New Jersey to Alabama: A Physical Therapy Student's Journey

New Jersey to Alabama: A Physical Therapy Student's Journey

The most asked question I got during my clinical rotation with Physiolete was how I ended up in Alabama if I wasn’t from here and don’t have any family around. I always started my response with “good question!” because it was, especially when the person asking found out I’m born and raised in New Jersey. Long story short, on the day we were picking clinical affiliations at PT school, fortunately, my name was randomly selected to go last. There were only a handful of clinics left and I was very confused about which one to pick. After talking to my professors about each site and them constantly bringing the conversation back to Physiolete and telling me how great it was, I made up my mind that it was the place for me. It was definitely the best decision. Not only have I learned so much at this clinic but it is more than I could have imagined.

The follow-up question after explaining my journey to Alabama was how it was compared to New Jersey. Let’s just say there are some differences that make each place unique in its own way. Before going further, I want to put out there that this is my personal experience and my opinions may not resonate with everyone. Also, keep in mind that I was only able to live in Tuscaloosa for 10 weeks in the summer. I love both places and don’t mean to scrutinize one or the other by any means. This article is meant to be a light-hearted, fun read and maybe bring some insight to northerners about the south and southerners about the north.

The first fact I want to point out which is probably obvious, it's HOT down here! I’m talking about stepping outside and getting smacked by the heat and humidity early in the morning. Don't get me wrong, it gets toasty up north as well, but I’d rather the temperature stay in the double digits. Although I was only here for the summer, I have had conversations about other times of the year with patients and other locals. One person mentioned that it’ll be 80º around here during the “winter”. Another mentioned how the south only experiences 2 seasons, “hot and not that hot”. As a fan of seeing all four seasons throughout the year, I will kindly give the point to NJ.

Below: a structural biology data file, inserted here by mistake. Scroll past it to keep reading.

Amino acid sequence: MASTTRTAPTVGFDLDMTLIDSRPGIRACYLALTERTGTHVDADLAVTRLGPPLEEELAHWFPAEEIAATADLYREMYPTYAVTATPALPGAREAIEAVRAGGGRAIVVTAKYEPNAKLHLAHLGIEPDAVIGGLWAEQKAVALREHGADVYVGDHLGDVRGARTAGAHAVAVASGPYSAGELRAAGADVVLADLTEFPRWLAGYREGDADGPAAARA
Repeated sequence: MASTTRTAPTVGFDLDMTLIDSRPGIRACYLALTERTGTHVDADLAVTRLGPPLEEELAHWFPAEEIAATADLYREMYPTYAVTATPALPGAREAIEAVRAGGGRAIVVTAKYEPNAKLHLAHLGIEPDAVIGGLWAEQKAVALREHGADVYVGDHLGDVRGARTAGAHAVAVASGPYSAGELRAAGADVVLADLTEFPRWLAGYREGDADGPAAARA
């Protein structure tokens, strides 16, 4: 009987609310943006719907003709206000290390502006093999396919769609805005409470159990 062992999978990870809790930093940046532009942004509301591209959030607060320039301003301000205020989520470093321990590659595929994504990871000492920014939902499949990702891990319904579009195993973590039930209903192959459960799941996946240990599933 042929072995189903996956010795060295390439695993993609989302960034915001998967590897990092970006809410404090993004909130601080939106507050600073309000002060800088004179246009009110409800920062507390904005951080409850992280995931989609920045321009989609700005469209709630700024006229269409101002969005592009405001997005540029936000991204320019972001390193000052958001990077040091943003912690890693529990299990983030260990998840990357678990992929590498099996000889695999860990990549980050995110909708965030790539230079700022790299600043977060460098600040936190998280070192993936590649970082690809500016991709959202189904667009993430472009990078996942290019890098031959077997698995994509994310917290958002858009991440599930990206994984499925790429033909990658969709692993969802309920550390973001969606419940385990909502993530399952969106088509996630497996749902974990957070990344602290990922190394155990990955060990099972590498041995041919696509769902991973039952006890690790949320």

Now all the great things that I have been able to experience during my time here. Every week I would ask patients and other clients about things to do nearby. A lot of it involved going to the local lakes, hiking, and eating, which are some of my favorite things to do. First of all, let me talk about the lakes. They are absolutely breathtaking! The water is so nice and there is also a calming sensation I felt every time I went to one. No matter which one I visited (Lake Nicol, Lake Lurleen, Lake Tuscaloosa), I enjoyed sitting with a book and watching the water flow, making me feel at peace. Although we don’t have many lakes, we do have beaches that are a short drive from where I live in NJ. They do get crowded but there are some secret ones that many people do not know of where I usually go to feel the same sense of peace I got from these lakes. I appreciate the scenic lakes that are around here so I don’t have to drive hours to get to the beach in AL, especially with these gas prices!